Dopamine Profile: Antonin Scalia, Troll on the Bench, Justice for Sale

by Charles Lyell on March 31, 2013

It’s not nice to make fun of anyone’s physical appearance but in the case of Justice Antonin Scalia, his troll-like appearance is a key factor responsible for turning a goofy outsider into one of the world’s most dangerous attention and esteem addicts. Little Tony provides a frightening example of how dopamine addiction turns losers into easy prey for dopamine dealers who know how to provide what addicts’ crave.

As noted in a previous post, an estimated one third of students fall into a low-status group made of adolescents who spend their formative years feeling like “losers,” “rejects,” “misfits,” and/or “outcasts.” Children are cruel and boys who look like trolls get bullied, ostracized, taunted, and traumatized. Traumatized children deal with the severe dopamine deprivation, resulting from low self-esteem, in a few  ways. Studies show that significant numbers of self-described outcasts compensate by retreating into delusional non-realities.

Scalia’s painful childhood turned an insecure adolescent into a driven overachiever who used his intelligence to con himself into believing he was an erudite, gutsy, little charmer. Like all dopamine addicts, Scalia is in the dark when it comes to understanding the links between his addictions to power, approval, and esteem and the venality responsible for his rise to power.

Judging from current events it appears Antonin has always been a sucker for power brokers who understand insecure boys will do anything for the big boys’ attention and acceptance. As the records show, the big boys know what they’re doing. When they needed Scalia’s vote to steal an election, Tony came through. The possibility he was involved in a criminal act doesn’t stop the judge from deflecting questions about his lack of ethics with a haughty, “Get over it!” One can only imagine Scalia’s reaction to an equally obnoxious defendant who responded to one of his questions with a nasty, “Get over it!”

In 2003 Scalia vacationed with Dick Cheney at the V.P.’s hunting lodge. The freebee occurred shortly after the high court agreed to adjudicate an appeal involving Cheney. Federal statutes state “any justice or judge shall disqualify himself in any proceeding in which his impartiality might be questioned,” but according to Scalia, “I do not think my impartiality could reasonably be questioned.”

Talk about delusion. The judge should have stopped at “I don’t think.” Addicts excel at not thinking about their addictions. It doesn’t take a whole lot of smarts to figure out Scalia had a vested interest in not thinking about how he wouldn’t have been invited if Cheney suspected he was ethical enough to recuse himself. Instead of risking the dopamine withdrawal of admitting the bonding experience was an egregious example of quid pro quo, the justice blew a bonus dopamine hit up his fat butt by giving himself credit for possessing an overabundance of impeccable impartiality — a quality he totally lacks. Then the desperate outsider voted the way he knew he’d better vote if he wanted to get invited back.

More recently, Scalia was proud to showcase how pathetic he really is when he agreed to speak at “invitation only” events sponsored by Koch industries, a private company whose officials are actively involved in undermining the constitution of the United States.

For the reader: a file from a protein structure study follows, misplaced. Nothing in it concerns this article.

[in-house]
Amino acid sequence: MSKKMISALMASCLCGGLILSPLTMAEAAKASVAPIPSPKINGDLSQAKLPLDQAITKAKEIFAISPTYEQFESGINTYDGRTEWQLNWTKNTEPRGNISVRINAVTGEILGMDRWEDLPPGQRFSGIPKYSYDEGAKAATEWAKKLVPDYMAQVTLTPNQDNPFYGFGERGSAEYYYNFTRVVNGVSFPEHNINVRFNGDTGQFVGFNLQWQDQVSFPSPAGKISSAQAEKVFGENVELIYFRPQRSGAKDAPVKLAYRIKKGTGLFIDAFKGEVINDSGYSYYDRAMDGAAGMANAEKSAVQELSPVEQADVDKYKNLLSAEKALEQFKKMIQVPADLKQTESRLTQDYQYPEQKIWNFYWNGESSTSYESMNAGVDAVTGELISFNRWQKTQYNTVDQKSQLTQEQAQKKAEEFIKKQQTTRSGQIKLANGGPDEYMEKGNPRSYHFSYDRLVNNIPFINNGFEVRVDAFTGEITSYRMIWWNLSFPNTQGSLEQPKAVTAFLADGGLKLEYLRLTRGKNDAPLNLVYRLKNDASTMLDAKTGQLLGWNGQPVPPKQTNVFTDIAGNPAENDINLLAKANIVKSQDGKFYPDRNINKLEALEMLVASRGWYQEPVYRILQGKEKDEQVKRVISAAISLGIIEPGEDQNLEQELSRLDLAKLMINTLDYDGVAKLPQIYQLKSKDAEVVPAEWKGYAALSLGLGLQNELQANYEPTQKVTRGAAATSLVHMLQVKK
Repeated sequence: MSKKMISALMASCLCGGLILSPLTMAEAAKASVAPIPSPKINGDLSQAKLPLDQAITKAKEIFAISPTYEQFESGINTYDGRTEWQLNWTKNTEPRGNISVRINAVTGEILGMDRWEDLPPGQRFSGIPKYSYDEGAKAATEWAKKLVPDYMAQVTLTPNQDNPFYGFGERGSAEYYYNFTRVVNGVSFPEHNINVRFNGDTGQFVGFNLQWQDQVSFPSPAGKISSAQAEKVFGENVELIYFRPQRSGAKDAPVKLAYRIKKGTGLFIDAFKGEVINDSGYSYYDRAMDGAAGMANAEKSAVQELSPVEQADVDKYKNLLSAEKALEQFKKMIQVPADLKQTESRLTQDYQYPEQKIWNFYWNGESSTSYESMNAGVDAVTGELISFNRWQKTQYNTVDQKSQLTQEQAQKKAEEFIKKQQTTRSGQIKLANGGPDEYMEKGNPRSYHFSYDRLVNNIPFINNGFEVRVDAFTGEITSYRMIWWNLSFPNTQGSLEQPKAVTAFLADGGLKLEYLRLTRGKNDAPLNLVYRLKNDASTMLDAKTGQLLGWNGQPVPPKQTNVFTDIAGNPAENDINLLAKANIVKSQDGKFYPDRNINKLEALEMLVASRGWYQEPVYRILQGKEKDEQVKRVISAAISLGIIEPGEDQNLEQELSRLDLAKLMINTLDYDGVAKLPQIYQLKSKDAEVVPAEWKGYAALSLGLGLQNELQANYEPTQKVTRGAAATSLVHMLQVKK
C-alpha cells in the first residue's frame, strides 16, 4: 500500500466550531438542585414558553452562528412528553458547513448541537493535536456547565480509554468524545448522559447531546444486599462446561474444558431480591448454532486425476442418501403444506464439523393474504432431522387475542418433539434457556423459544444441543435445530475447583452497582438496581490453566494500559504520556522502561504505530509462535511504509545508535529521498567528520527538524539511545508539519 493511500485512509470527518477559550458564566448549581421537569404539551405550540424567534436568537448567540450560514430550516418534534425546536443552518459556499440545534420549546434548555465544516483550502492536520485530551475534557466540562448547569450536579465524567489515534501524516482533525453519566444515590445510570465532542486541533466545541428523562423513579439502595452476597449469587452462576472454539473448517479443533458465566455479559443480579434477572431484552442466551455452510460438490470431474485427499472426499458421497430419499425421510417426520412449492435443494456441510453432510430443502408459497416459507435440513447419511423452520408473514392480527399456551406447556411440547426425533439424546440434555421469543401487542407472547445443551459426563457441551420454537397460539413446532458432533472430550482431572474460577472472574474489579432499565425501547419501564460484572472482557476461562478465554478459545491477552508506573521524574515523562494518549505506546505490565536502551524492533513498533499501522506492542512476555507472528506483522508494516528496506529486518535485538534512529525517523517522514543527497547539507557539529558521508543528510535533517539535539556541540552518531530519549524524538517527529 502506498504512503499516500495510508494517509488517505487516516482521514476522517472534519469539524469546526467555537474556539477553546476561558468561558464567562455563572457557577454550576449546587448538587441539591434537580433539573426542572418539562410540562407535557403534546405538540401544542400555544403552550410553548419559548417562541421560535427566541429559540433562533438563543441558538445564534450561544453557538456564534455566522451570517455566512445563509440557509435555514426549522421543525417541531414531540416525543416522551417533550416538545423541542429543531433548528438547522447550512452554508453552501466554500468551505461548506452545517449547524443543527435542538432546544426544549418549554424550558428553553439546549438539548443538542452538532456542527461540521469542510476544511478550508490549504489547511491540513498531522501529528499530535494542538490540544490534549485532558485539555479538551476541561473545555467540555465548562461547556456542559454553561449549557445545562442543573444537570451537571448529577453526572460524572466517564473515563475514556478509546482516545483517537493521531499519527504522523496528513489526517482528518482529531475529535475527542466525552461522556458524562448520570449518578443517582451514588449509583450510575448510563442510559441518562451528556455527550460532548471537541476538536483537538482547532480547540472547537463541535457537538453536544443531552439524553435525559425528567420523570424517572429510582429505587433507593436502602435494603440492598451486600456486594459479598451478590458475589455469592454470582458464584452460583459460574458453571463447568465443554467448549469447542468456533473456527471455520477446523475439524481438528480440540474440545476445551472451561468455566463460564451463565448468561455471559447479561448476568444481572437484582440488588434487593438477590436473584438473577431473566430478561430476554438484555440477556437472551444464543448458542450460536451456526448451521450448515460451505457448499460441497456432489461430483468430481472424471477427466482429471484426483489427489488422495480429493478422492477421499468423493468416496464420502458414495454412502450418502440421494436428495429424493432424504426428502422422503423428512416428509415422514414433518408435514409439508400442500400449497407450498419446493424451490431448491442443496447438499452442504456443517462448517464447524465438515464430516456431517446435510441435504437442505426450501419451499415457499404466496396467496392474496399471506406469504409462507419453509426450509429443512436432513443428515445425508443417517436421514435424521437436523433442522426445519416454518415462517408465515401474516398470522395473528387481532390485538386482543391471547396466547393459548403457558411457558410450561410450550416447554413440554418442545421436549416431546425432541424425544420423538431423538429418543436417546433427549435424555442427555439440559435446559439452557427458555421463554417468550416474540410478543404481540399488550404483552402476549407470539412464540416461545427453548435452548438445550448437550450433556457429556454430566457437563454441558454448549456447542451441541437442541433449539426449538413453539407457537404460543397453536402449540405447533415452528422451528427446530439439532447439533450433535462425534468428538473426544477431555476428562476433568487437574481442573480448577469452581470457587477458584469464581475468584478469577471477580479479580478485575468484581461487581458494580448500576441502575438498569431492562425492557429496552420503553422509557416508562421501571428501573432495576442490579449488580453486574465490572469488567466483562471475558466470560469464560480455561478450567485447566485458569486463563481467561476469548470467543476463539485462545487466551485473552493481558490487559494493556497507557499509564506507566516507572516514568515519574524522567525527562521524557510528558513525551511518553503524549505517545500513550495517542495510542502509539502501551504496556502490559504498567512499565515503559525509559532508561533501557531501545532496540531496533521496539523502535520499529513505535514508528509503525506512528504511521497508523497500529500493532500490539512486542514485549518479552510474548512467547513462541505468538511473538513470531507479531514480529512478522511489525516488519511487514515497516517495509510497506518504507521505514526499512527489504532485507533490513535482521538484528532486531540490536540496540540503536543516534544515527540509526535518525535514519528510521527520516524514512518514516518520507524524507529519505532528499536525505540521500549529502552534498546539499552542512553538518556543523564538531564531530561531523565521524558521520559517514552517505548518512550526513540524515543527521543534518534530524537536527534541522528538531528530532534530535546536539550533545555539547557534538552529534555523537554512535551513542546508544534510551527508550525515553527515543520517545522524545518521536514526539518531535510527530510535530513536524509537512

On separate occasions, Charles Koch publicly “wined and dined” his chubby lackey. The improper courtship fueled speculation about whether the clearly illegal events were payback for past favors or down payments for upcoming votes. Scalia seems incapable of understanding he was being seduced by super-addicts who are experts at taking advantage of desperate, insecure, minority-group outsiders who will do anything to earn the acceptance of the very types who made him feel like a loser, outsider, and nobody in the first place.

An aware, honest, ethical jurist would have set a proper example by declining the inappropriate invitations. A semi-aware, semi-honest, semi-ethical jurist would have, at the very least, recused himself from voting on matters that benefited the reprobates bribing him. Instead, Scalia provides a frightening example of how dopamine addiction keeps addicts locked in denial about their desperate need to feed an insatiable addiction to dopamine. In selling his vote for a few pats on the head, a powerful dopamine addict compromised the dignity of the Supreme Court and handed the super-addicts a windfall victory with the infamous Citizens United case.

Did Scalia really believe corporations are entitled to free speech? Did he realize that he was helping unethical, immoral, inhumane, super-wealthy super-addicts to corrupt the dopamine addicts in congress? Did he consider the possibility that he might one day be viewed as a venal and corrupt man who sold precious votes for pennies on the billions? Did he care that he was helping super-addicts destroy the country that made it possible for a troll to pretend he was an equal of the puppet masters pulling his strings?

Do junkies care about being denounced for stealing from families, friends, and strangers? Do oxycontin addicts think about the repercussions of robbing pharmacies and killing pharmacists to feed their dopamine-induced cravings?

As Scalia shows, addicts are addicts, and addicts only care about protecting and triggering dopamine flow.


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